Throughout the 19th century, these dogs were known by a variety of names, pit terriers" Pit Bull Terriers" " Half and halfs" Staffordshire fighting Dogs" Old family dogs" ( the Irish name) Yankee terriers " (the northern name) Rebel terries (the southern name) to name a few . In 1898, a man by the name of Chauncy bennet formed the United kennel club UKC for the sole purpose of registering Pit Bulls a the American kennel club wanted nothing to do with the name Pit Bull. Originally he added the word American in the name and dropped the word "PIT" . This didnt please all the people so later the word Pit was added back to the name in parentheses as a compromise. The parentheses were then removed from the name about 15 years ago. All other breeds that are reqistered with UKC were accepted into the UKC after the APBT . Another registry of ADBA) which was started in September, 1909 by Guy McCord, a close friend of John P, Colby. Now under the stewardship of the only APBTs and is more in the tune with the APBT as a breed than the UKC the ADBA does sponsor conformations shows, but more importantly it sponsors weight pulling competitions whish test a dogs strength, stamina and heart. it also publishes a quarterly magazine dedicated to the APBT called the American Pit Bull Terrier Gazette ( See the References " section) The authors feel that the ADBA is preserve the original characteristics of the breed. The Lovable Petey and the rest of our Gang in 1936, thanks to petey the pup in the "lil Rascals" and Our Gang who familiarized a wider audience with the APBT, the AKC American Kennel Club jumped on the bandwagon and Registered the breed as the Staffordshire Terrier. The name was changed to " American Staffordshire Terrier AST in 1972 to distinguish it from its smaller, froggier, English cousin the saffordshire bull terrier also knows as the saffy bully. In 1936 for all intents and purposes, the AKC , UKC, ADBA Version of the Pit Bull were identical since the original AKC stock came from pit fighting dogs, which were UKC and ADBA registered.
During this time period, and the years that preceded it the APBT was a well liked dog in America. At this time the APBT was considered an idea family pet. Because of his fun-loving, forgiving temperament, the breed was rightly considered an excellent dog for families with small children. Even if most of them couldn't identify the breed by name, kids of the lil Rascals generation wanted a companion just like pete the pup During the first world war, there was an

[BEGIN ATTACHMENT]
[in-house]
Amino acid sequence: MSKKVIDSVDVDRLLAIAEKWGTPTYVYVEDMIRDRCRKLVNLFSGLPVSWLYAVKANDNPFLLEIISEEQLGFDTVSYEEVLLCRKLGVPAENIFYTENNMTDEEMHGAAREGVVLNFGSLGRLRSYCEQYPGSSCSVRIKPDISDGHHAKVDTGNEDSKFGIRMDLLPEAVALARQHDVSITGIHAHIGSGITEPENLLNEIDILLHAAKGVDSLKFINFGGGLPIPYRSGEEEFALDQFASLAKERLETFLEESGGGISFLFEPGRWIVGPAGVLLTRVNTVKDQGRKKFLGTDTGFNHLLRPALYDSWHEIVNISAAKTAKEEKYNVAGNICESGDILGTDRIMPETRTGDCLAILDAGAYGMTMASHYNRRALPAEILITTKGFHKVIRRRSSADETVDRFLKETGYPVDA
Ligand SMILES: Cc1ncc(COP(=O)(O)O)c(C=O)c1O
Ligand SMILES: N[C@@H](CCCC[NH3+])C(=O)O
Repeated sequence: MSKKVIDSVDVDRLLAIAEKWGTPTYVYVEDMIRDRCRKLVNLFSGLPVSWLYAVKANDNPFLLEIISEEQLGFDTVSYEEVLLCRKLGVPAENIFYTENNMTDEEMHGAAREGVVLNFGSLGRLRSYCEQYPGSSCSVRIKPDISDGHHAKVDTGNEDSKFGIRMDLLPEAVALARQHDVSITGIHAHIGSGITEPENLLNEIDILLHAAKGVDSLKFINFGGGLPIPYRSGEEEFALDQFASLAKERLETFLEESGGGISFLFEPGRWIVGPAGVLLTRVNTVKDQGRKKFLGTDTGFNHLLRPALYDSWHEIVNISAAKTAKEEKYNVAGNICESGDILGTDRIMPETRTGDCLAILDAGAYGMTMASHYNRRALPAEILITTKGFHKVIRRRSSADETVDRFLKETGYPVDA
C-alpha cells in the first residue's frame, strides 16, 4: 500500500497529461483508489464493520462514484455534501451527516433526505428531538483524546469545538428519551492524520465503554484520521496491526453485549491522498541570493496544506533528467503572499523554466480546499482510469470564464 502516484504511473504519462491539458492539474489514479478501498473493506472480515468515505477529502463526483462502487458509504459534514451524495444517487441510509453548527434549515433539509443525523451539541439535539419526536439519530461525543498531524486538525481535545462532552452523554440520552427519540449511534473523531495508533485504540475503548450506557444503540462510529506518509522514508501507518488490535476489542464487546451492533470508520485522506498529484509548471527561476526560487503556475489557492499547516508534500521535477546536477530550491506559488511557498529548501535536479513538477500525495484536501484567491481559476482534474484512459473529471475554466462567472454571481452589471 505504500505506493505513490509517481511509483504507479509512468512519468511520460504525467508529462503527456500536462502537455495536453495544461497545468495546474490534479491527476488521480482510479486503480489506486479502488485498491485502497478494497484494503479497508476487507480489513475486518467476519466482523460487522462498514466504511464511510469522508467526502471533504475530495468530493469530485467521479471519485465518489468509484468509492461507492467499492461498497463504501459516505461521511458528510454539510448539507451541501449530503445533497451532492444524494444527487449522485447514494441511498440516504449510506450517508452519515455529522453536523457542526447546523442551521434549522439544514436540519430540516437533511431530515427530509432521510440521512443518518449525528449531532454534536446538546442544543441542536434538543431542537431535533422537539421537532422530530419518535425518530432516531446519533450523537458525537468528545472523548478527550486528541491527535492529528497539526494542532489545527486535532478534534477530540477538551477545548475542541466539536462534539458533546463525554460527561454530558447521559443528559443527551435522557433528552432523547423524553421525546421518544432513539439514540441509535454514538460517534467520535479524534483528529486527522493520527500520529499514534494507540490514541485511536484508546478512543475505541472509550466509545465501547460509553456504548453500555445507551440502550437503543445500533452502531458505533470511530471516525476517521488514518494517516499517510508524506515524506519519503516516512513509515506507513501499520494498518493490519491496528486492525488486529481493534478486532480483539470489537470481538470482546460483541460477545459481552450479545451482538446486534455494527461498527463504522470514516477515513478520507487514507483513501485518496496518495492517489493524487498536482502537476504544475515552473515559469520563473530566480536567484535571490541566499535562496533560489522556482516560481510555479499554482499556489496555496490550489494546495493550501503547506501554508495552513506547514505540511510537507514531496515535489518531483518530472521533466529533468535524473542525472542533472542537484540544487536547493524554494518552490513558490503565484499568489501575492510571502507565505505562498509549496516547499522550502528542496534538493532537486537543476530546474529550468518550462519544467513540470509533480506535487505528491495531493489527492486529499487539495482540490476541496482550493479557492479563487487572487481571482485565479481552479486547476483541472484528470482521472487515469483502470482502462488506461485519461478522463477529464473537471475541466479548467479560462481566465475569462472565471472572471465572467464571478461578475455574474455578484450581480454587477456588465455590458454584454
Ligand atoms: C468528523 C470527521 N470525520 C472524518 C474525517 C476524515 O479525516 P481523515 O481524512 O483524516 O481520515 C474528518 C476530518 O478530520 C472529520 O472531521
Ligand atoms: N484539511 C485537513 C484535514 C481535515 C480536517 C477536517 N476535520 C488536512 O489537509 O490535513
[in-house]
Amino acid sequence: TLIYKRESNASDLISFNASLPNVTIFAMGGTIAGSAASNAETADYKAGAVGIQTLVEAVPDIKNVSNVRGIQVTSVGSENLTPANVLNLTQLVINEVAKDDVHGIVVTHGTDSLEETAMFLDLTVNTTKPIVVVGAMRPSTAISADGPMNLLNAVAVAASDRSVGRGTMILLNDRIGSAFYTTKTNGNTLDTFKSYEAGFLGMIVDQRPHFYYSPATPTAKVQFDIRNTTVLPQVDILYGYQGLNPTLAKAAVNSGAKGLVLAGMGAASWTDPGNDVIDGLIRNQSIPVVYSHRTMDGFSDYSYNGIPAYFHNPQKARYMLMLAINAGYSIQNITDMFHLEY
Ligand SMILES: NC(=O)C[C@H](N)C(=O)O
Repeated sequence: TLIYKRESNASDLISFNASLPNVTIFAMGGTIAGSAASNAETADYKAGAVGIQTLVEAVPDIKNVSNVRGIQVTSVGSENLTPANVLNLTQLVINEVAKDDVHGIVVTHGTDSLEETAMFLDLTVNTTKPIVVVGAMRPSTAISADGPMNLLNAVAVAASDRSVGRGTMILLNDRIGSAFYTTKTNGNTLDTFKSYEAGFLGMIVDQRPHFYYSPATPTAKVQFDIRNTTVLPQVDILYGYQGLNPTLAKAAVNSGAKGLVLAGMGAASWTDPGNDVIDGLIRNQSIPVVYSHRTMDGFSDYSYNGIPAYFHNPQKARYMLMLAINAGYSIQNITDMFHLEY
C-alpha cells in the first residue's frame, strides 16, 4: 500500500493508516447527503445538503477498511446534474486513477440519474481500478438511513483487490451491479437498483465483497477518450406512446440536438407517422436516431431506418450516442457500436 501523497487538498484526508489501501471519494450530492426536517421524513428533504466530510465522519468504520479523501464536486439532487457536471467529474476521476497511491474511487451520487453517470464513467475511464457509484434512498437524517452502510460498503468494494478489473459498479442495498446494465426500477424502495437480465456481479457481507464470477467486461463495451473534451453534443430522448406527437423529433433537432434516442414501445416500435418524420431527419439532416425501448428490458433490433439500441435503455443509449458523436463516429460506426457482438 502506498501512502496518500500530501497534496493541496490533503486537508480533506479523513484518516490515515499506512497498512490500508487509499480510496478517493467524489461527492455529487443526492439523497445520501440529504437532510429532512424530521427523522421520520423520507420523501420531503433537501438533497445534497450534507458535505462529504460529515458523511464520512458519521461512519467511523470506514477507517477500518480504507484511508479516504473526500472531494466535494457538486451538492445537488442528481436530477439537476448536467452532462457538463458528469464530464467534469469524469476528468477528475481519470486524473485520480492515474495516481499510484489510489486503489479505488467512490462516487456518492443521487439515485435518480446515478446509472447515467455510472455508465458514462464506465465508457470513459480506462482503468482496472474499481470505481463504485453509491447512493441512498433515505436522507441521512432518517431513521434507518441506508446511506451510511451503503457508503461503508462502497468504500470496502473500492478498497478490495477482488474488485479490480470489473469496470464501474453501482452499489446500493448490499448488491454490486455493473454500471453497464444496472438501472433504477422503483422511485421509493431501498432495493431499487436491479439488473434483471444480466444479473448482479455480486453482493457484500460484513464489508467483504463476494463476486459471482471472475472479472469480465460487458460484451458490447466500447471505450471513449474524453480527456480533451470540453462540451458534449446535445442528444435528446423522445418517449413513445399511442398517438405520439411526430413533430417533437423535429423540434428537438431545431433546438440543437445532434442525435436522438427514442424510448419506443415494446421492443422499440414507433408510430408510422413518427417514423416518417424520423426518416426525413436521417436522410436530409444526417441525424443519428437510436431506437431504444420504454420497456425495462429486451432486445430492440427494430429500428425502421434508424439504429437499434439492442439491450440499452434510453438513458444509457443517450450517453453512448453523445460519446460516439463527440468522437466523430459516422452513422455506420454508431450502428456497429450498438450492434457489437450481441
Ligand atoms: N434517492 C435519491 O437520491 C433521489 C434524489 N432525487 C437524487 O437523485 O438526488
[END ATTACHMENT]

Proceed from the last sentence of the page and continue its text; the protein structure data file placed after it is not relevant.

American propaganda poster that represents the rival European nations with their national dogs dressed in Military uniforms and with their national dogs dressed in military uniforms and in the center representing the United stated was an APBT declaring in a caption below Im neutral but not afraid of any of them.
Since 1936, due to different breeding goals, the American Staffordshire Terrier and the American Pit Bull terrier have diverged in both phenotype and spirit Temperament, although both Ideally continue to have on common an easy-going, friendly disposition. Some folks in the fancy feel that after 60 years of breeding for different goals, these two dogs now entirely different breeds. Other people choose to view them as two different stains of the same breed ( working and show) either way the gap continues to widen as breeders from both sides of the fence consider it undersirable to interbreed the two. To the untrained eye ADST may look more impressive and fearsome, with a larger and blocky head with bulging jaw muscles a wider chest and thicker neck. In general, however, they aren't nearly as game or athletic as game bred american pit bull terriers because of the standardization of their conformation for show purposes, ASTs tend to look alike to a much wider phenotypical range, since the primary breeding goal until fairly recently has been not to produce a dog with a certain
"look" but to produce one capable of winning pit contests in which the looks of a dog counted for nothing. There are some game-bred Ameriocan pit bulls that are practically indistinguishable from typical ASts but in general they are leaner, leggier and lighter on there toes and have more stamina, agility, speed, and explosive power.